Mike Trout hits two-run homer in Angels’ win over Guardians
Long before first pitch, a cowboy hat is set behind the bat rack and under three rows of cubbyholes housing helmets in the Angels dugout.
White with black trim, the hat is inconspicuous, nothing special until something special makes it special.
When an Angels player returns to the dugout after hitting a home run, a teammate slaps the cowboy hat onto his head and he bounces triumphantly from one end to the other, slapping hands and bumping fists.
Mike Trout enjoyed the ritual in the third inning of the Angels’ 4-1 win over the Cleveland Guardians on Tuesday night at Angel Stadium, blasting a two-run home run to left field. Trout also had an RBI double, providing plenty of support for left-hander Patrick Sandoval, who extended to 15 innings his streak of not giving up an earned run this season by yielding two hits over seven innings.
Sandoval, a Mission Viejo High product, struck out nine and walked one, displaying a devastating changeup and command of four pitches. He hopped off the mound with glee after prompting Oscar Mercado to flail at his changeup to end the seventh inning on his 90th and final pitch.
The Angels entered the game with more homers than any team in baseball besides the Toronto Blue Jays, providing many opportunities to cowboy up in the dugout. The hat routine is every bit as goofy as other home run celebrations across baseball.
This one, though, conjures delightful historical context — even if many of the current Angels are unaware of it.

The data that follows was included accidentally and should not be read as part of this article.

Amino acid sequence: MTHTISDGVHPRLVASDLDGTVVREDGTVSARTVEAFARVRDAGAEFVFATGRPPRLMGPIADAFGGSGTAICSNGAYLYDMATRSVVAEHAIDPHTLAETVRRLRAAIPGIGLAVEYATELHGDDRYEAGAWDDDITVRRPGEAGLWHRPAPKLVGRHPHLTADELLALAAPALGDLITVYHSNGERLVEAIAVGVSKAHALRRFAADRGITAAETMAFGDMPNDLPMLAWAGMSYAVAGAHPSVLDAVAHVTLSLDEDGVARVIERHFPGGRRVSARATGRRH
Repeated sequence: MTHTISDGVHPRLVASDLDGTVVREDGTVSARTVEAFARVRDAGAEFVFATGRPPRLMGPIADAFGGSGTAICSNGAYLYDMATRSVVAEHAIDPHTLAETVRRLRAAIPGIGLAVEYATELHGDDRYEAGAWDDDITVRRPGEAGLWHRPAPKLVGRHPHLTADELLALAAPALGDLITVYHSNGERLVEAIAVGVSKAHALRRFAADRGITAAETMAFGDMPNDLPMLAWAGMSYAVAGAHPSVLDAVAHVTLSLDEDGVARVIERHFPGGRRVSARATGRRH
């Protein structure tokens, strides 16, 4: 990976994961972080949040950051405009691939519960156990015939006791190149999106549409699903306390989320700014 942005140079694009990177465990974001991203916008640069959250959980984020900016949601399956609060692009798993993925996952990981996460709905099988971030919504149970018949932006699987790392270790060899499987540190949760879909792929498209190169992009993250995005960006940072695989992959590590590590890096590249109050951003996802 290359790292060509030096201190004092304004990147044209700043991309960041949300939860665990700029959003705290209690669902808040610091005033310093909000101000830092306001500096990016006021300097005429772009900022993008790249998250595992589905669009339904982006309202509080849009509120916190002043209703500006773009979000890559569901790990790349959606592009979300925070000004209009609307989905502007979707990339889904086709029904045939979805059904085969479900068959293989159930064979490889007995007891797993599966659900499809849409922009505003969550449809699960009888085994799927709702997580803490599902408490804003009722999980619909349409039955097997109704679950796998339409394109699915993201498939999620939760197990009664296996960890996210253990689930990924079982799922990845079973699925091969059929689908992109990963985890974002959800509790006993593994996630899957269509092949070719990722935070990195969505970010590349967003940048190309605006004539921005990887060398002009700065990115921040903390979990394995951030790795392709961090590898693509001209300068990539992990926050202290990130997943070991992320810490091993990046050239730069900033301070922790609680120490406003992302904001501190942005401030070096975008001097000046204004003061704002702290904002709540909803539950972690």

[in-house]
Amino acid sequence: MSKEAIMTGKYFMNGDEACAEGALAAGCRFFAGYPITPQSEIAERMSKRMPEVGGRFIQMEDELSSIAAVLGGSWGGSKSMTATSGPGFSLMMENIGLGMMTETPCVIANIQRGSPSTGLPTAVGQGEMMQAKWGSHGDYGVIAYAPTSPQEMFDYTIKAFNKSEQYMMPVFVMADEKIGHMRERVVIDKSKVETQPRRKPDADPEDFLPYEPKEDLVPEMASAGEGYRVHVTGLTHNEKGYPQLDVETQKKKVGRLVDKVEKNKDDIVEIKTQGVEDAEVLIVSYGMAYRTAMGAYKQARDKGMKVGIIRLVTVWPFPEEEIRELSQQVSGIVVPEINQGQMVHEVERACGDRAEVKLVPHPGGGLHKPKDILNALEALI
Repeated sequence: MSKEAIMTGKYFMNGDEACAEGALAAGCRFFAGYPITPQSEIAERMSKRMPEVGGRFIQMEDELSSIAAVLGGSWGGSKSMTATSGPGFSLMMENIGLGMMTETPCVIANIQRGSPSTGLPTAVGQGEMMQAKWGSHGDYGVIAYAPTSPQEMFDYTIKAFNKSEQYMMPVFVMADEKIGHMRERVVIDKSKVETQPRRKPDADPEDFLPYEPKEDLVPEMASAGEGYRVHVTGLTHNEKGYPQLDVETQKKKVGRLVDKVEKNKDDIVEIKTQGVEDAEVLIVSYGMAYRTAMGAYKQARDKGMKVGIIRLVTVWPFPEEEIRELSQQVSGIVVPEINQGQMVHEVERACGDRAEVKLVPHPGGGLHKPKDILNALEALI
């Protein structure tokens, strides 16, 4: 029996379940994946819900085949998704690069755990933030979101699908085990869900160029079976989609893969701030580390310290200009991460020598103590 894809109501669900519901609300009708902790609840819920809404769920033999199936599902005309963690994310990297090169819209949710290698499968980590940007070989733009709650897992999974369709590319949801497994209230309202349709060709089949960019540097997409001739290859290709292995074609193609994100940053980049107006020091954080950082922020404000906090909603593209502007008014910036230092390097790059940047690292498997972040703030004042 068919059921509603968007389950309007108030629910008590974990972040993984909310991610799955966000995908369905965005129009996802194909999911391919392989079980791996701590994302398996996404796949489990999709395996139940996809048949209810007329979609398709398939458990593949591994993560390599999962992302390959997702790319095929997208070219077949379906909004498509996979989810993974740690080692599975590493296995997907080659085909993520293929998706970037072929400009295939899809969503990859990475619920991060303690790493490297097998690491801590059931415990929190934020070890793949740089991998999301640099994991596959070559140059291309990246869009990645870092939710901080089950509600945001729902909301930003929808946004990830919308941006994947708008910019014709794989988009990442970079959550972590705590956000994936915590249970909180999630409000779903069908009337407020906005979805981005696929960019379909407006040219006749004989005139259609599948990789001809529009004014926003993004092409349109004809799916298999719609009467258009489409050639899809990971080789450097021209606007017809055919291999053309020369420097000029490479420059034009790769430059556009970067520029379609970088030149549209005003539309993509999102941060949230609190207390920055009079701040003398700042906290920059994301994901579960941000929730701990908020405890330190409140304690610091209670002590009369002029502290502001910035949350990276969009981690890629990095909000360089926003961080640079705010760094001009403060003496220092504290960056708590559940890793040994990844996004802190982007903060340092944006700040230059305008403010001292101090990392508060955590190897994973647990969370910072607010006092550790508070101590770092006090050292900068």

Moments after the Angels won Game 7 of the 2002 World Series, outfielder Tim Salmon held a cowboy hat to the sky to honor team founder and owner and legendary country crooner Gene Autry. The Angels had finally kept their promise to “Win One for the Cowboy” even though he’d died in 1998.
The Angels staged a cowboy hat giveaway at a home game against the Texas Rangers in 2012. The sellout crowd of 39,013 set a Guinness World Record for the “largest gathering of people wearing cowboy hats.”
The current iteration of western headgear was the brainchild of Angels staff assistant Tim Buss, whom manager Joe Maddon affectionately refers to as the Vice President of Stuff.
“This is all Tim Buss,” Maddon said. “Bussy is our creative genius and he came up with it. . . I love it.”
So do fans. Patty Konrad of Garden Grove broke out a vintage Rally Monkey, topped it with a plastic cowboy hat and hung it on the rail in front of her Row A seat in the Terrace MVP section above the Angels’ on-deck circle.
Players have bought in as well. On the last day of the season’s first homestand, Tyler Wade put the hat on Anthony Rendon’s head after a home run. Rendon is from Texas, so it made some sense.
The Angels visited the Rangers two days later and Brandon Marsh slapped it on Trout’s head after a home run. The fun has taken off from there — Texas or no Texas — with everyone from Shohei Ohtani during his two-home-run game April 15 to Wade during his two-home-run game Monday donning the hat and galloping through the dugout. Giddy-up!
Not that the players grasp the role cowboy hats have played in Angels lore, such as it is.
“They are too young to remember any of that,” Maddon said. “But they are reminded nightly through our scoreboard montage.
“I’m a Mr. Autry fan. Mrs. [Jackie] Autry, I still stay in touch with her. She sends me a Christmas gift every year. Mr. Autry would come into the clubhouse with his cowboy hat and cane. It was special. But honestly I don’t think this generation has any connection.”
The only way the 2022 Angels (11-7) could truly connect with the 2002 edition would be to win a World Series, or at least win a postseason series for the first time since 2009. For now, they are pleased to be four games above .500 this early in the season, getting solid pitching from four of their six starters and several relievers and displaying enough power to give their dugout a frequent western flavor.